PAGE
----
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This blog post was originally published on June 14th, 2015. It was updated on October 21st, 2020.
My crush on gallery walls began nearly twenty years ago on a trip to Paris. I was in the city with my parents (who were working there at the time) and as a teenager, I was given the freedom to explore the city a bit during the day.
I traipsed around in outfits that had been painstakingly planned, looking for (older) boys to try and fall in love with, eating about three hundred chocolate croissants a day, and sneaking in a glass of wine at the local cafés (tisk tisk!).
And many of these cafés would feature at least one perfectly executed gallery wall, in which varying pieces of seemingly incongruous art were hung together in an imperfectly harmonious arrangement — all while looking so effortless and let’s be honest, très cool. There was something about the design of it that I loved instantly and have ever since.
I have come across so many beautifully designed gallery walls since then, and have hung at least one in every apartment or home I have lived in since!
P.S.: these are also called parlor walls or salon walls, for those of you Googling!
Another great aspect of these walls is that they utilize the art collection you have been accumulating over the years — in any and every medium. This is especially useful when you are moving in with somebody and…ummm….compromising with your belongings.
And by art, I mean whatever you like that you have picked up over the years. It doesn’t have to be so serious. They can be paintings, prints, drawings, cool vintage posters, or repurposed needle-points from flea markets. You can even use things you made yourself!
When Kyle and I bought our first home, I knew I wanted to make a huge gallery wall up the staircase as a major focal point. We both had a bunch of different pieces we had accumulated over the years, and since I knew I wanted this gallery wall to be BIG, I was suddenly on the lookout for things to add before we hung it.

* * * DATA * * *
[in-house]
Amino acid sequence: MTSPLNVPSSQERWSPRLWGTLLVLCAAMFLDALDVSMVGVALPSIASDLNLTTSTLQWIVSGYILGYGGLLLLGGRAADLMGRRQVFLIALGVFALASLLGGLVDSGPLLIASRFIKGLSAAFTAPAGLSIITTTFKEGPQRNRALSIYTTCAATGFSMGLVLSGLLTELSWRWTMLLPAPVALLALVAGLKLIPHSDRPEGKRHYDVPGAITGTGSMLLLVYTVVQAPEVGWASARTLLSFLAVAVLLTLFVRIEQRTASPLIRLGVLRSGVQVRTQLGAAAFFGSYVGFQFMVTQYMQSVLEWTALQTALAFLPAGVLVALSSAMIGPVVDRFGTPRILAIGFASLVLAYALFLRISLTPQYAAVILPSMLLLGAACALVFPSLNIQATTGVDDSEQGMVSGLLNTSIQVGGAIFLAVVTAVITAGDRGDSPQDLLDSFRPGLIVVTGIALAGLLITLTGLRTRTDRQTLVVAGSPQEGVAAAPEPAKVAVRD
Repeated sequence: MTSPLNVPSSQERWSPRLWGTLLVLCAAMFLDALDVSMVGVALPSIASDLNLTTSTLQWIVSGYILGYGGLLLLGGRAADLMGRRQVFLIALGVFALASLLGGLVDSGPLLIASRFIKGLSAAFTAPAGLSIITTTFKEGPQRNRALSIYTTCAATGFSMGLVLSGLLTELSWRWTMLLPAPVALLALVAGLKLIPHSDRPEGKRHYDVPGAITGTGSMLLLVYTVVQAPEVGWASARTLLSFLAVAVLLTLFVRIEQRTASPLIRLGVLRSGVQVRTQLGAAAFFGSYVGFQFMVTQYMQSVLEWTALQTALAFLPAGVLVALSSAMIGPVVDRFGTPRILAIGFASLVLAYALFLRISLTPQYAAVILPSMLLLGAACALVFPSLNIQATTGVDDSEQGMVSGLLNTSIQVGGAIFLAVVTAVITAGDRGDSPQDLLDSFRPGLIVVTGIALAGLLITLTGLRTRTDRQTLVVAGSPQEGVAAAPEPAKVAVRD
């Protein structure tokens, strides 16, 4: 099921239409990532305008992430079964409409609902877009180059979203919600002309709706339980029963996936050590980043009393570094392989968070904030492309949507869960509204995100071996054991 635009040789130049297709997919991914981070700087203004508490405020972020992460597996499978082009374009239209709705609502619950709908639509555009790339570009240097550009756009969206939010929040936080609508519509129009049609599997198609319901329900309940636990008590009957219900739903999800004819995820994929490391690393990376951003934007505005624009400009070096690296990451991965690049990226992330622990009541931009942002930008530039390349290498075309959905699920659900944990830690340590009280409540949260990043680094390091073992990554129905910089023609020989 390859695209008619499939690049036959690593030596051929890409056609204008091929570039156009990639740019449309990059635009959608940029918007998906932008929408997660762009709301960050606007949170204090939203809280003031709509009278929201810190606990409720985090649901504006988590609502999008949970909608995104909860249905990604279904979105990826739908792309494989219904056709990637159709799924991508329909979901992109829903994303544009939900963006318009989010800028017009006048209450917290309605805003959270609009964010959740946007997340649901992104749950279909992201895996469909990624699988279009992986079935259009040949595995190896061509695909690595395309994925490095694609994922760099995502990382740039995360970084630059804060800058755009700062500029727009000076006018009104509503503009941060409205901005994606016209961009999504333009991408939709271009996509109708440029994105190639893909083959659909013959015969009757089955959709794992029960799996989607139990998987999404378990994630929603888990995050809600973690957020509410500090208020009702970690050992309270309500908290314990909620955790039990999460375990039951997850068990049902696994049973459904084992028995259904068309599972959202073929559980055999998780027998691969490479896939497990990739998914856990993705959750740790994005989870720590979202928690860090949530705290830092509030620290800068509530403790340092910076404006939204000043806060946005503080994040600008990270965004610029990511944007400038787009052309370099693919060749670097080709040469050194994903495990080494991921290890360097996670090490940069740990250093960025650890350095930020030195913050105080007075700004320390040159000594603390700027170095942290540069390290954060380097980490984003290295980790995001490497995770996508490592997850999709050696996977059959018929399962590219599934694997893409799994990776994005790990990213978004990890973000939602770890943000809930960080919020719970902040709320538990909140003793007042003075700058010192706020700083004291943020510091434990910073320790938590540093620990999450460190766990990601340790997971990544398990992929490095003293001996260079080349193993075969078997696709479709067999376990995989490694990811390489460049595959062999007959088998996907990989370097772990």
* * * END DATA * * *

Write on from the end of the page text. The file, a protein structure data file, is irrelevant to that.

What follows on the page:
I visited flea markets, small (and inexpensive) art shows, and even re-framed two needle-points that my great-grandmother had made for my grandmother’s childhood bedroom. The greatest part is that once you hang up your own well-choreographed gallery wall, there is a sense of history, character, and emotion that is uniquely yours.
But I have learned many lessons from my gallery wall obsession over the years, so here are some of my tips and tricks for getting it just right…
Don’t be afraid to hang a mix of mediums. I love combing photography, drawing, and painting for larger areas, and sticking to one medium (black and white photography, for example) for smaller spaces.
Maintain continuity by sticking to one style of frame or one color of frame. This makes pieces that may be very different in subject or medium still look like they belong together on the wall. For example, you can try all black, all white, or all wood frames. Wood frames in varying grains or stains would look great, too! On the big gallery wall on my staircase, I used mostly matte black frames with a few white frames mixed in for a pop.
Only use pieces you LOVE. Buy on instinct. If you feel a connection with all the art pieces you hang, they will look great together because your aesthetic is the common thread between them.
Rustle up art from your past. I re-framed family heirloom needle-points as well as a drawing I did in high school and an old Polaroid of my mother that I had blown up and printed on rice paper. Get creative! It’s amazing how different something can look when it’s framed nicely.
If it’s not in your budget to get your pieces professionally framed, use standard frames that you buy online or at the craft store and frame them yourself. No need to break the bank to get a great looking wall.
Try a pop of color on the wall. A white wall can be a great blank canvas for many different kinds of artwork but experiment with paint swatches. Sometimes a strong and unexpected color can be just what your parlor wall needs to support it. Lemon Yellow, Indigo, Caviar, or Dove Grey feel very modern.
To hang: TAKE YOUR TIME! This can be hard with kids, work, etc. so if you need to, do it at night. Pour a glass of wine if that helps you get in a creative headspace. Layout all of your pieces on a large area (I use either the living room, with furniture out of the way, or the front yard) Make an outline on the floor with duct tape that represents the measurements of the area where you’re hanging your parlor wall. Then, mix and match. Play with different pieces next to each other, as well as how much space you put between frames. Think of it as an aesthetically pleasing game of Tetris. When you’re happy, snap a pic on your phone from above so you remember where everything goes. Then start hanging! Remember that imperfection is fine with a parlor wall…which is probably why I love them so much.